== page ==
According to U.S. economist James Petras, writing in the Mexican daily La Jornada, Citibank is the "largest money launderer" in the US, if not the world. It operates in 100 countries, with 180,000 employees, and has $700 billion in deposits in regular accounts and $100 billion in "private accounts" (confidential accounts with deposits of $1 million or more). In addition to Raúl Salinas, Citibank clients include Asif Ali Zardari, husband of former Pakistani prime minister Benazir Bhutto; Gabon dictator El Hadj Omar Bongo; and the children of former Nigerian dictator Gen. Abacha. (LJ 5/19/01)


Series on Citigroup-Banamex Merger Begins on Narco News

May 21, 2001
Please Distribute Widely

Series Begins Today
The Citigroup-Banamex Deal
The Mexican Press Speaks

"In the case of Citibank's laundering of Raul Salinas' (brother of Mexico's ex-President) $200 million account... When Salinas was arrested and his large scale theft of government funds was exposed, his private bank manager at Citibank, Amy Elliott told her colleagues that 'this goes in the very, very top of the corporation, this was known...on the very top. We are little pawns in this whole thing'"

- James Petras
La Jornada
May 19, 2001

"Why are the Mexican people going to pay, through taxes, for the financial bankruptcy of a bank that today is successful because it has foreign capital, and also, because its owners are being paid in dollars?" That, certainly, is what is being asked far and wide inside national territory.

- Francisco Cárdenas Cruz
El Universal
May 21, 2001

Dear Colleagues,

We start as we often do: by translating what the Latin American press is saying about important news and public policy regarding the war on drugs in our América.

The merger announced last week of Citigroup - the largest bank in the world, and with a documented history of laundering illicit drug money - with the National Bank of Mexico (Banamex) has profound implications, and not just for Citigroup, which inherits the Banamex lawsuit against our freedom to publish and your freedom to know.

From Mexico City, Francisco Cárdenas Cruz examines The Clamor in Mexico Over Citigroup's Deal:

And from SUNY Binghamton, in a column published this week in La Jornada of Mexico, James Petras reports on the drug money laundering history of Citibank and other financial giants in "Dirty Money: Foundation of U.S. Growth and Empire":

Keep a close watch this week on page one of Narco News. Alert anybody and everybody interested in the drug war, the economy, banking, international investments and authentic journalism: The Mexican press is raging over the Citigroup-Banamex deal and we are translating its words for all to read.

More stories go up later today as part of this major series on Narco News:

The Drug War on Trial. Now More Than Ever.

from somewhere in a country called América,

Al Giordano
The Narco News Bulletin

Subscribe for free alerts of new reports:


Citibank - Banamex, Fox And The Webs Of Neo-Power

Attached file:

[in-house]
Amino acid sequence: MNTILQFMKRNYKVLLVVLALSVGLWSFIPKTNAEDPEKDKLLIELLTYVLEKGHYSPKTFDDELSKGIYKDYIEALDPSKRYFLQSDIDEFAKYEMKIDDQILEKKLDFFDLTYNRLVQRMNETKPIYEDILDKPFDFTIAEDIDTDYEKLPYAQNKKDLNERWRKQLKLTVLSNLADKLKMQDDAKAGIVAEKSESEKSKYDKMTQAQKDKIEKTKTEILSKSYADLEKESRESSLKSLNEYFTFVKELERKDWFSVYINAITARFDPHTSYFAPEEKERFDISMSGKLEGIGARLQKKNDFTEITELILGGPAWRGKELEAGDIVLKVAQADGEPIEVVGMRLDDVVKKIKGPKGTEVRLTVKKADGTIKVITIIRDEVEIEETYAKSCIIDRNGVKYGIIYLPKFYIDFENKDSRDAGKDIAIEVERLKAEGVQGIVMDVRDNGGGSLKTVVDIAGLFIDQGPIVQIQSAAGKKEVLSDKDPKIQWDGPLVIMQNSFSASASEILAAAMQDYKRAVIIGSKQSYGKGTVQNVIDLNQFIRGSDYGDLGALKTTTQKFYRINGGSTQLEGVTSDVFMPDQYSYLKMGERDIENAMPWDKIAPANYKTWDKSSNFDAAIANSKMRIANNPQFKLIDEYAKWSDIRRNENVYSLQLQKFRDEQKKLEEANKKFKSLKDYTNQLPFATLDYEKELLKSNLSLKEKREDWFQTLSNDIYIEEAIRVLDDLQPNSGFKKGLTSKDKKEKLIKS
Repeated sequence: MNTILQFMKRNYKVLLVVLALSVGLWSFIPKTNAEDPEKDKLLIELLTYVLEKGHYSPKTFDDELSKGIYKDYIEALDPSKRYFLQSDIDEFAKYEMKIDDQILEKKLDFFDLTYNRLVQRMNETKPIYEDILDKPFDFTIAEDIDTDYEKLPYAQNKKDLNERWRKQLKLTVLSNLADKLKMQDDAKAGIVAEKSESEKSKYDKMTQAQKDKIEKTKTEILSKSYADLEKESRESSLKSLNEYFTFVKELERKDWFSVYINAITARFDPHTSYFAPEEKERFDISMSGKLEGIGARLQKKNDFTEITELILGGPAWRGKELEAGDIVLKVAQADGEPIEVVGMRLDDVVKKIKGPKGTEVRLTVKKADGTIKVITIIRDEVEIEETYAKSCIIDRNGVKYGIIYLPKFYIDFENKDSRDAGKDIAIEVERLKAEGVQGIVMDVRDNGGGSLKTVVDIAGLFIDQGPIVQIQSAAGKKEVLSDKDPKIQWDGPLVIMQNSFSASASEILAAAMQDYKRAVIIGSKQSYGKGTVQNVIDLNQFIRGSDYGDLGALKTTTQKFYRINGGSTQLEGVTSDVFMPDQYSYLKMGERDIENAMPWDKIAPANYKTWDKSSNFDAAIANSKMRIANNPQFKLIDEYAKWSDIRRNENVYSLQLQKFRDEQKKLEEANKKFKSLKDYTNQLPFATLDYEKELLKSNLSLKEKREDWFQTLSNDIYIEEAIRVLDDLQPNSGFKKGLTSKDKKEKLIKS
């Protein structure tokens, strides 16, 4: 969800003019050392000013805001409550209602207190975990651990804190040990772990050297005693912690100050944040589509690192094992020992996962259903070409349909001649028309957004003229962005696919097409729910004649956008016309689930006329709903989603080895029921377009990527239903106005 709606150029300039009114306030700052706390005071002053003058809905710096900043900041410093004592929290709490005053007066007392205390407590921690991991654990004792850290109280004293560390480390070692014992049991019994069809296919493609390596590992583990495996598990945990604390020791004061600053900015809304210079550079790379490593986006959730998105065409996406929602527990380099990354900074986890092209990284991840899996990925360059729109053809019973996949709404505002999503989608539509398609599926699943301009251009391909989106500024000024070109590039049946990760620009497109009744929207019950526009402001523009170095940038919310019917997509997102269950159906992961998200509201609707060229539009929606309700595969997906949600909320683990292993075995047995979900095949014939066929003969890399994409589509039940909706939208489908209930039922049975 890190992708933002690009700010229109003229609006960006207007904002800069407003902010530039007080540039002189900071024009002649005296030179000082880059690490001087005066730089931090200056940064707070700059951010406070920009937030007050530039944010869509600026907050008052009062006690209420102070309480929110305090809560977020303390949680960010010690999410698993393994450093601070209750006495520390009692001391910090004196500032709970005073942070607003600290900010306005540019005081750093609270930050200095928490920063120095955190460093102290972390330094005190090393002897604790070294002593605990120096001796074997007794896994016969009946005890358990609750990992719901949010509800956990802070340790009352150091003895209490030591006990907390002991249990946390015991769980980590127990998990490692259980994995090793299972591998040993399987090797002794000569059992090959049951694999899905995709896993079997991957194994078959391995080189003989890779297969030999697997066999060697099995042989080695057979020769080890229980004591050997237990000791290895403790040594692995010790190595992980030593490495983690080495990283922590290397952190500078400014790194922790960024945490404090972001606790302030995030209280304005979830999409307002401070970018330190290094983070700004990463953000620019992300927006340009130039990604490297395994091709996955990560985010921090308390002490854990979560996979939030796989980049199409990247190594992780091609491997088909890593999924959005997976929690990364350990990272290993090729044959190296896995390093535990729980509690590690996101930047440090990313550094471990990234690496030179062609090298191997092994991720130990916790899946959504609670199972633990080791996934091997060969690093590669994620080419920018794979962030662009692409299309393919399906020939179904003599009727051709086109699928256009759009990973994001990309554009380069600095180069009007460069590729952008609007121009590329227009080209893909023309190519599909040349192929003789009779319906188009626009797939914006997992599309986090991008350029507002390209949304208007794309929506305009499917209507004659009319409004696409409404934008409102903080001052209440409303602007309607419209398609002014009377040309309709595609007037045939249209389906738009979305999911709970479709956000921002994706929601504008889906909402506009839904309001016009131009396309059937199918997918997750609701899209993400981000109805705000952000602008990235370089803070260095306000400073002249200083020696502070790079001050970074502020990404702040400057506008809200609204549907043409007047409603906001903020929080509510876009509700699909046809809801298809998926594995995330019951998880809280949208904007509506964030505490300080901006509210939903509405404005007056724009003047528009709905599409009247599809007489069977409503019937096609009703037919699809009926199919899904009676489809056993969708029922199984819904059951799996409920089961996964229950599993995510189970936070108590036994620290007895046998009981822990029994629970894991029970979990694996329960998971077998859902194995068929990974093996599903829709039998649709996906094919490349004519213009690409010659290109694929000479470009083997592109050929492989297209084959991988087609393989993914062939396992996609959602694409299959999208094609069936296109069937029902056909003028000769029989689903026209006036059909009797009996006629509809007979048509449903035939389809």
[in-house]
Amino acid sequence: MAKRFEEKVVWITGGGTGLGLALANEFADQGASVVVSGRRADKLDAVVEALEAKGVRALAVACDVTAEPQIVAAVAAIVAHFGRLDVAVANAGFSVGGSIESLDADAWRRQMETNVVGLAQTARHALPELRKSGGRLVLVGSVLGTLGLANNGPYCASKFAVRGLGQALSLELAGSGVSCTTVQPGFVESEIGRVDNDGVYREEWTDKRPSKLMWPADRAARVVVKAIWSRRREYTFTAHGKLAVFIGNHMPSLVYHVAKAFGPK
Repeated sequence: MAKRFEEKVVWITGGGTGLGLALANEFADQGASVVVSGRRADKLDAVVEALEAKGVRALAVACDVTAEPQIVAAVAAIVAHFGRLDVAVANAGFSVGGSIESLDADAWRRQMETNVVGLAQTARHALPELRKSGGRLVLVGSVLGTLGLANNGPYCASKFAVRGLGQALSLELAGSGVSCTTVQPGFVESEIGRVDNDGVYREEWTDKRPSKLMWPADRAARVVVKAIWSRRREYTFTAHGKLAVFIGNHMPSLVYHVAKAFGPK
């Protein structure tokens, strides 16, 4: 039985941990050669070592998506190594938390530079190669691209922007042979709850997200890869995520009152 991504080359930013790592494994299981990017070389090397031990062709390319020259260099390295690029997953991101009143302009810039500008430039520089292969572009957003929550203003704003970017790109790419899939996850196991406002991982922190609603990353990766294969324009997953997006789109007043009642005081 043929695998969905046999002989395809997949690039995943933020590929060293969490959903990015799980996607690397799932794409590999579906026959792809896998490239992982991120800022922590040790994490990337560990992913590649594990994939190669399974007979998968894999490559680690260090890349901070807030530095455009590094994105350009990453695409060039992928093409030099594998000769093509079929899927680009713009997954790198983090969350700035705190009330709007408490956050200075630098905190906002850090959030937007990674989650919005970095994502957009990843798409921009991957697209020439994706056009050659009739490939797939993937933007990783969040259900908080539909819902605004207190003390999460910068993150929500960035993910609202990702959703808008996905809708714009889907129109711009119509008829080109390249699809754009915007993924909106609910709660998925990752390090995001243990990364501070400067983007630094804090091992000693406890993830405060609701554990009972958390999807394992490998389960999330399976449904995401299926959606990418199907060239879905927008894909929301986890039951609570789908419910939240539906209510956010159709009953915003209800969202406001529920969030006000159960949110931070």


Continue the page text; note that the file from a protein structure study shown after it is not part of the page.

Mexico: Column: The Narco, and The Press
Pubdate: Tue, 22 May 2001
Source: El Universal (Mexico)
Copyright: 2001 El Universal
Author: Carlos Ramirez
Translation: The Narco News Bulletin,

Banamex, Fox And The Webs Of Neo-Power
The Weaknesses of Hernandez

After having lost various court cases against the Yucatan newspaper Por Esto and against its editor Mario Menendez Rodriguez, the banker Roberto Hernandez filed suit in a New York court for opinions against him during a conference at Columbia University. The reason: Hernandez had an urgent need, before selling his bank, to separate himself from the doubts caused by the daily and by the internet site about evidence of drugs found on his properties in Yucatan.

Citibank has the same problem: There are signs that the bank was used, by some of its top executives, for millionaire operations of money laundering that stemmed from corruption and even drug trafficking. The offices of Citibank in Mexico served Raul Salinas de Gortari in moving millions of dollars outside the country. And there are indications that the powerful narco-trafficker Amado Carrillo Fuentes - "The Lord of the Skies" - used Citibank to make money that came from the sale of illicit drugs legitimate.

The relation of Banamex with Citibank is not gratuitous. Citibank was the bank that ended up leading, in the 1980s, the severe foreign debt crisis. In spite of the Mexican threats to declare a moratorium, Citibank moved in the quicksand of Mexican politics and succeeded at making deals with the governments of De la Madrid and Salinas. Citibank formed a club of creditors to negotiate, as a bloc, with debtor nations, but always opposed the formation of a debtor's club. After fixing the economy with government money, used without permission of Congress, Zedillo sold Confia Bank to Citibank. And John Reed, president of Citicorp, has received the "Aztec Eagle" Medal for his role supporting Mexico on the issue of the debt.

The political history of Banamex also has its dark zones. Roberto Hernandez was a modest runner of stocks when he began to manage the black fortunes of Mexican politicians in the Stock Market and from there became a rich investor. In the government of Carlos Salinas, Hernandez wanted to bid for ownership of Telephones of Mexico, but the presidential decision already favored Carlos Slim, another beneficiary of power relations with Salinism. Pedro Aspe, treasury secretary, advised Hernandez to bid on Banamez and - oh, what a surprise! - he won it.